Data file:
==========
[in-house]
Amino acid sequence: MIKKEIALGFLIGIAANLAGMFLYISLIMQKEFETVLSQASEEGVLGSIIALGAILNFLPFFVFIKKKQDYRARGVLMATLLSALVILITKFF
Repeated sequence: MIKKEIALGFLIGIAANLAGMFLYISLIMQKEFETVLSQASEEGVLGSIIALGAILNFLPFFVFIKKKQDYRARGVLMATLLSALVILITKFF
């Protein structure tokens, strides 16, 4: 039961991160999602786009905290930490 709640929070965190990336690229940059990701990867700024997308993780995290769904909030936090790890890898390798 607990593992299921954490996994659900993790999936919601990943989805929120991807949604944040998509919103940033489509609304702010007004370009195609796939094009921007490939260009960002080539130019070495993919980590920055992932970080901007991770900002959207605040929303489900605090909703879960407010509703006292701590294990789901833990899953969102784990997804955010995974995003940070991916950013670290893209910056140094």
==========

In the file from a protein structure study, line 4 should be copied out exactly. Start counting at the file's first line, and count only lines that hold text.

């Protein structure tokens, strides 16, 4: 039961991160999602786009905290930490 709640929070965190990336690229940059990701990867700024997308993780995290769904909030936090790890890898390798 607990593992299921954490996994659900993790999936919601990943989805929120991807949604944040998509919103940033489509609304702010007004370009195609796939094009921007490939260009960002080539130019070495993919980590920055992932970080901007991770900002959207605040929303489900605090909703879960407010509703006292701590294990789901833990899953969102784990997804955010995974995003940070991916950013670290893209910056140094």